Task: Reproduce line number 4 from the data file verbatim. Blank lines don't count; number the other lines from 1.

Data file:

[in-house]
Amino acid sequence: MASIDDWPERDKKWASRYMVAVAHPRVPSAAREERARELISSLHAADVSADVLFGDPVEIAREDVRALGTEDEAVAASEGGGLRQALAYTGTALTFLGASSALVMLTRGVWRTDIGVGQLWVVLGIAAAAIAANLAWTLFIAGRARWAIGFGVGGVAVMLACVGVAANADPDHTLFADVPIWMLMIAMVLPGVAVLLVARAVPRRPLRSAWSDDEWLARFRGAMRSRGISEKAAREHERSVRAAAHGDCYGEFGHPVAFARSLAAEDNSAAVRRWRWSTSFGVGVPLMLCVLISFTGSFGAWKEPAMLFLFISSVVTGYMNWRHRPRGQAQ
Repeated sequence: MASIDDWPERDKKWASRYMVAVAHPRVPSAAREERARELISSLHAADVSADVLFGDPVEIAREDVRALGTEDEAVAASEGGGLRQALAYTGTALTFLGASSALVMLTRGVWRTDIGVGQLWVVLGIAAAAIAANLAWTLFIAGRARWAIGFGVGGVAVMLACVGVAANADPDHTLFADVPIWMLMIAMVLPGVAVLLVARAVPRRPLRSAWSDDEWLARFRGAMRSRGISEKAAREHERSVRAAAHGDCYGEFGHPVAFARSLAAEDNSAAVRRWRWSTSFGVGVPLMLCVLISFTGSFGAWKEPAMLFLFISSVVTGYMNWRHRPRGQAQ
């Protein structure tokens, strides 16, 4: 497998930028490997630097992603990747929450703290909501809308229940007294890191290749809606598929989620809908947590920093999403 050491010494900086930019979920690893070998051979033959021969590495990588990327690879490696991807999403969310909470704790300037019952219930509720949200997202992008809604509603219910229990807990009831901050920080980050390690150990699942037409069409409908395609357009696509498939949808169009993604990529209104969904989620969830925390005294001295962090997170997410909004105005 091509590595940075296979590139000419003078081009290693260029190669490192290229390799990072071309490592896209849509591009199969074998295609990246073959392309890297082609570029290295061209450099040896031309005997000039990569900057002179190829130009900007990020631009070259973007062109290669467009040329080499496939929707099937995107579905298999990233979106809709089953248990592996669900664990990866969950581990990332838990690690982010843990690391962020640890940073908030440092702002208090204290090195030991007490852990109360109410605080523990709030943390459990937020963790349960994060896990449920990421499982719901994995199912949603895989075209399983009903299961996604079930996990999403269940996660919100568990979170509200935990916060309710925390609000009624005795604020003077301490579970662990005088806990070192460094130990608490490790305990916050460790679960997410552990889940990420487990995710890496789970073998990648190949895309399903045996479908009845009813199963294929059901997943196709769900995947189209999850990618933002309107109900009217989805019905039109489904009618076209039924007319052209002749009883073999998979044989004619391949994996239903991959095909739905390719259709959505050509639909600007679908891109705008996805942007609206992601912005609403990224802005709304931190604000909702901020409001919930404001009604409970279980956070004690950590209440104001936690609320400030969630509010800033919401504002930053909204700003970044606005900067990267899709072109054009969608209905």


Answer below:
């Protein structure tokens, strides 16, 4: 497998930028490997630097992603990747929450703290909501809308229940007294890191290749809606598929989620809908947590920093999403 050491010494900086930019979920690893070998051979033959021969590495990588990327690879490696991807999403969310909470704790300037019952219930509720949200997202992008809604509603219910229990807990009831901050920080980050390690150990699942037409069409409908395609357009696509498939949808169009993604990529209104969904989620969830925390005294001295962090997170997410909004105005 091509590595940075296979590139000419003078081009290693260029190669490192290229390799990072071309490592896209849509591009199969074998295609990246073959392309890297082609570029290295061209450099040896031309005997000039990569900057002179190829130009900007990020631009070259973007062109290669467009040329080499496939929707099937995107579905298999990233979106809709089953248990592996669900664990990866969950581990990332838990690690982010843990690391962020640890940073908030440092702002208090204290090195030991007490852990109360109410605080523990709030943390459990937020963790349960994060896990449920990421499982719901994995199912949603895989075209399983009903299961996604079930996990999403269940996660919100568990979170509200935990916060309710925390609000009624005795604020003077301490579970662990005088806990070192460094130990608490490790305990916050460790679960997410552990889940990420487990995710890496789970073998990648190949895309399903045996479908009845009813199963294929059901997943196709769900995947189209999850990618933002309107109900009217989805019905039109489904009618076209039924007319052209002749009883073999998979044989004619391949994996239903991959095909739905390719259709959505050509639909600007679908891109705008996805942007609206992601912005609403990224802005709304931190604000909702901020409001919930404001009604409970279980956070004690950590209440104001936690609320400030969630509010800033919401504002930053909204700003970044606005900067990267899709072109054009969608209905």